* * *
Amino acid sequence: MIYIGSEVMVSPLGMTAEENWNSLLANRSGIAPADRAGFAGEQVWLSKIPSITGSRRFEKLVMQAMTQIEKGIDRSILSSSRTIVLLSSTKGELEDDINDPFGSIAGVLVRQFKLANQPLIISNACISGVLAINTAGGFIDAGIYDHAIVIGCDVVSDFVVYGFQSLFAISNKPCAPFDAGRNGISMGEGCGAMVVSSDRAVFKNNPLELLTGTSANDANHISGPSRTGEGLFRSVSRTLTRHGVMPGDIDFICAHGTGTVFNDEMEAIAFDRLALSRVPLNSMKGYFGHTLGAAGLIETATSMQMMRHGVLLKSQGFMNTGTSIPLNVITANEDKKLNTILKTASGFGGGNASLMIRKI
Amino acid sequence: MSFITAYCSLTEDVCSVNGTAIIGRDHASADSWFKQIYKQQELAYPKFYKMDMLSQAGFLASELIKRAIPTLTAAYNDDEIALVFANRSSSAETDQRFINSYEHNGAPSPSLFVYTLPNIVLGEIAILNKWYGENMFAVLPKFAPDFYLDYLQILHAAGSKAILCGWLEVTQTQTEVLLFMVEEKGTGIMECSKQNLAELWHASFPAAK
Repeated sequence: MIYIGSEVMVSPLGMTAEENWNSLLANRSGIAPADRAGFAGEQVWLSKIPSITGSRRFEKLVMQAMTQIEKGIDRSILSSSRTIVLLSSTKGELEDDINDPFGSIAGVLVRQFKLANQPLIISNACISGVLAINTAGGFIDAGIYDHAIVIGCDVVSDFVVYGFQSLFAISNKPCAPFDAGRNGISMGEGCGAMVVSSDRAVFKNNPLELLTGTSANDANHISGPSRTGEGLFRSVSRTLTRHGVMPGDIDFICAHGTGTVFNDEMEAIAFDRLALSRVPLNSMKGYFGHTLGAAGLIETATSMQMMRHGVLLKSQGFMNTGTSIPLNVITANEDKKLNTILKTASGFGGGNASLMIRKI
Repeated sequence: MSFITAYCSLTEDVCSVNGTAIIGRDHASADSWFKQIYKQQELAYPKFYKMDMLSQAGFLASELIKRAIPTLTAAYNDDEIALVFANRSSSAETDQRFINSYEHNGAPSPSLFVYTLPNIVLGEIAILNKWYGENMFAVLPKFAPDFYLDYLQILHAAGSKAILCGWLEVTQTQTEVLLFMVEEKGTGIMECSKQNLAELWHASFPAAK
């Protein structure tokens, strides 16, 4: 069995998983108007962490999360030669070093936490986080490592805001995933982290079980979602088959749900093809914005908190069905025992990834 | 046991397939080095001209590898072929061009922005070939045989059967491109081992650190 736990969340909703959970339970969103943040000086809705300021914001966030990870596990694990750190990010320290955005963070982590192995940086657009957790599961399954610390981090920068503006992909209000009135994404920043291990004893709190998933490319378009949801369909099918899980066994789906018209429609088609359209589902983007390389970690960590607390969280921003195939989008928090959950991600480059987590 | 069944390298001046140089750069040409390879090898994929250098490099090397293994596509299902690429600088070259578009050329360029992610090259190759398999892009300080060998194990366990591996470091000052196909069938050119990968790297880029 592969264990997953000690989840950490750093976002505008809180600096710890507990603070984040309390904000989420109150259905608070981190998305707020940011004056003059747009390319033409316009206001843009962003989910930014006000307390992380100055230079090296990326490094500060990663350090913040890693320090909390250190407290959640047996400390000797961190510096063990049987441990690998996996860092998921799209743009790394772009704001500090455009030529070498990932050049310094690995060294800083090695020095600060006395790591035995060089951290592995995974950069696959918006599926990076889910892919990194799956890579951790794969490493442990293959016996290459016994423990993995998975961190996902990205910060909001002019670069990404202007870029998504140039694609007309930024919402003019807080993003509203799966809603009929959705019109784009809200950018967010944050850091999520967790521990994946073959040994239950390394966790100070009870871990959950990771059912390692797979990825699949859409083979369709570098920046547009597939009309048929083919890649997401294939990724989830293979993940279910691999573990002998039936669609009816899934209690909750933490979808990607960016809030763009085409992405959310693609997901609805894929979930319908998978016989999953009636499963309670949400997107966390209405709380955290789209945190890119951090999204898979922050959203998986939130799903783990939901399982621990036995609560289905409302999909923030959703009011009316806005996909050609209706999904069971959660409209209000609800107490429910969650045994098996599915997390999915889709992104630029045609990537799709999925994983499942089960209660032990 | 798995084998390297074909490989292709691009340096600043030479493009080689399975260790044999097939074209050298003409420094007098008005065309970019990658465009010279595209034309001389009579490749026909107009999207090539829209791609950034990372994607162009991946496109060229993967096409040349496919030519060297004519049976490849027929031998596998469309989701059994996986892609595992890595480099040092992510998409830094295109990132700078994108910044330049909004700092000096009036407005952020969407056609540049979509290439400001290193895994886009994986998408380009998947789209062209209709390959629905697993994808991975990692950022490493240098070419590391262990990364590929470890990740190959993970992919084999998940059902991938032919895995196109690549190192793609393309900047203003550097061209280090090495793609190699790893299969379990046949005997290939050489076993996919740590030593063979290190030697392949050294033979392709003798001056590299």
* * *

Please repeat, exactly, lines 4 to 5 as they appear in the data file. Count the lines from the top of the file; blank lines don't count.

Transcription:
Repeated sequence: MSFITAYCSLTEDVCSVNGTAIIGRDHASADSWFKQIYKQQELAYPKFYKMDMLSQAGFLASELIKRAIPTLTAAYNDDEIALVFANRSSSAETDQRFINSYEHNGAPSPSLFVYTLPNIVLGEIAILNKWYGENMFAVLPKFAPDFYLDYLQILHAAGSKAILCGWLEVTQTQTEVLLFMVEEKGTGIMECSKQNLAELWHASFPAAK
């Protein structure tokens, strides 16, 4: 069995998983108007962490999360030669070093936490986080490592805001995933982290079980979602088959749900093809914005908190069905025992990834 | 046991397939080095001209590898072929061009922005070939045989059967491109081992650190 736990969340909703959970339970969103943040000086809705300021914001966030990870596990694990750190990010320290955005963070982590192995940086657009957790599961399954610390981090920068503006992909209000009135994404920043291990004893709190998933490319378009949801369909099918899980066994789906018209429609088609359209589902983007390389970690960590607390969280921003195939989008928090959950991600480059987590 | 069944390298001046140089750069040409390879090898994929250098490099090397293994596509299902690429600088070259578009050329360029992610090259190759398999892009300080060998194990366990591996470091000052196909069938050119990968790297880029 592969264990997953000690989840950490750093976002505008809180600096710890507990603070984040309390904000989420109150259905608070981190998305707020940011004056003059747009390319033409316009206001843009962003989910930014006000307390992380100055230079090296990326490094500060990663350090913040890693320090909390250190407290959640047996400390000797961190510096063990049987441990690998996996860092998921799209743009790394772009704001500090455009030529070498990932050049310094690995060294800083090695020095600060006395790591035995060089951290592995995974950069696959918006599926990076889910892919990194799956890579951790794969490493442990293959016996290459016994423990993995998975961190996902990205910060909001002019670069990404202007870029998504140039694609007309930024919402003019807080993003509203799966809603009929959705019109784009809200950018967010944050850091999520967790521990994946073959040994239950390394966790100070009870871990959950990771059912390692797979990825699949859409083979369709570098920046547009597939009309048929083919890649997401294939990724989830293979993940279910691999573990002998039936669609009816899934209690909750933490979808990607960016809030763009085409992405959310693609997901609805894929979930319908998978016989999953009636499963309670949400997107966390209405709380955290789209945190890119951090999204898979922050959203998986939130799903783990939901399982621990036995609560289905409302999909923030959703009011009316806005996909050609209706999904069971959660409209209000609800107490429910969650045994098996599915997390999915889709992104630029045609990537799709999925994983499942089960209660032990 | 798995084998390297074909490989292709691009340096600043030479493009080689399975260790044999097939074209050298003409420094007098008005065309970019990658465009010279595209034309001389009579490749026909107009999207090539829209791609950034990372994607162009991946496109060229993967096409040349496919030519060297004519049976490849027929031998596998469309989701059994996986892609595992890595480099040092992510998409830094295109990132700078994108910044330049909004700092000096009036407005952020969407056609540049979509290439400001290193895994886009994986998408380009998947789209062209209709390959629905697993994808991975990692950022490493240098070419590391262990990364590929470890990740190959993970992919084999998940059902991938032919895995196109690549190192793609393309900047203003550097061209280090090495793609190699790893299969379990046949005997290939050489076993996919740590030593063979290190030697392949050294033979392709003798001056590299």